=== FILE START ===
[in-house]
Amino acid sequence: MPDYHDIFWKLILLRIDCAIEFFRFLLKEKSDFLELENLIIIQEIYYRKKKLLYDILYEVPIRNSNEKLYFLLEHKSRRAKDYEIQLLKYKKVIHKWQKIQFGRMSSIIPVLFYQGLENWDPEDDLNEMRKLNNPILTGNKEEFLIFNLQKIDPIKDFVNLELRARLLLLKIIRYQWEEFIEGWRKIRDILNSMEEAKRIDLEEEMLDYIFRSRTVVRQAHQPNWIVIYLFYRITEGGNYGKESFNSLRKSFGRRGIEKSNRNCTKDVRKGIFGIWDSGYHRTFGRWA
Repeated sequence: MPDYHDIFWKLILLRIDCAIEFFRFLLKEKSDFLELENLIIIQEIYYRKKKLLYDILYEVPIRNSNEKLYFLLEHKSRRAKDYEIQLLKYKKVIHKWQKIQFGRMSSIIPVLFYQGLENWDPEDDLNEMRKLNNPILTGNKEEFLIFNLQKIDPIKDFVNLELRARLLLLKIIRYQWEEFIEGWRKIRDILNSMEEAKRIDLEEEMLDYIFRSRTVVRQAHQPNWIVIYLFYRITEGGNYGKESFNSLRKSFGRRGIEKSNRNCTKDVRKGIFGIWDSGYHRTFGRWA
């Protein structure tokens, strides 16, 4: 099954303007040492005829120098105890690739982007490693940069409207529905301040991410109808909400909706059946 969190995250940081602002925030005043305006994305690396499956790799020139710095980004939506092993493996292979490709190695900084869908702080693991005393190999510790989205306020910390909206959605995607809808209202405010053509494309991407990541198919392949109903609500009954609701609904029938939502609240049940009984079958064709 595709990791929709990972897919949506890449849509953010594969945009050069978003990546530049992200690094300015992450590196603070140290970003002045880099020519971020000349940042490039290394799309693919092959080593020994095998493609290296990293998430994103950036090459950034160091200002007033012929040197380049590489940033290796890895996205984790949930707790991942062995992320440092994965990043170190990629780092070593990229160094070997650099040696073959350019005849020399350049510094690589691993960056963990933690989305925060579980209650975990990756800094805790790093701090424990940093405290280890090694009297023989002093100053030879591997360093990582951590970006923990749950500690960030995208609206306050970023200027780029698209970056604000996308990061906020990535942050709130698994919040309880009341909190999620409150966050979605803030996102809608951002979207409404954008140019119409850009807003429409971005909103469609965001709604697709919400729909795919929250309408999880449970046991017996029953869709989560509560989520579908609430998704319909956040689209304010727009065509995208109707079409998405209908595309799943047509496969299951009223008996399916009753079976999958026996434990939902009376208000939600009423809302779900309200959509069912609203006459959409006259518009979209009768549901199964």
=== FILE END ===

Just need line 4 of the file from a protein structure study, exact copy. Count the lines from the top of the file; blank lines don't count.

């Protein structure tokens, strides 16, 4: 099954303007040492005829120098105890690739982007490693940069409207529905301040991410109808909400909706059946 969190995250940081602002925030005043305006994305690396499956790799020139710095980004939506092993493996292979490709190695900084869908702080693991005393190999510790989205306020910390909206959605995607809808209202405010053509494309991407990541198919392949109903609500009954609701609904029938939502609240049940009984079958064709 595709990791929709990972897919949506890449849509953010594969945009050069978003990546530049992200690094300015992450590196603070140290970003002045880099020519971020000349940042490039290394799309693919092959080593020994095998493609290296990293998430994103950036090459950034160091200002007033012929040197380049590489940033290796890895996205984790949930707790991942062995992320440092994965990043170190990629780092070593990229160094070997650099040696073959350019005849020399350049510094690589691993960056963990933690989305925060579980209650975990990756800094805790790093701090424990940093405290280890090694009297023989002093100053030879591997360093990582951590970006923990749950500690960030995208609206306050970023200027780029698209970056604000996308990061906020990535942050709130698994919040309880009341909190999620409150966050979605803030996102809608951002979207409404954008140019119409850009807003429409971005909103469609965001709604697709919400729909795919929250309408999880449970046991017996029953869709989560509560989520579908609430998704319909956040689209304010727009065509995208109707079409998405209908595309799943047509496969299951009223008996399916009753079976999958026996434990939902009376208000939600009423809302779900309200959509069912609203006459959409006259518009979209009768549901199964």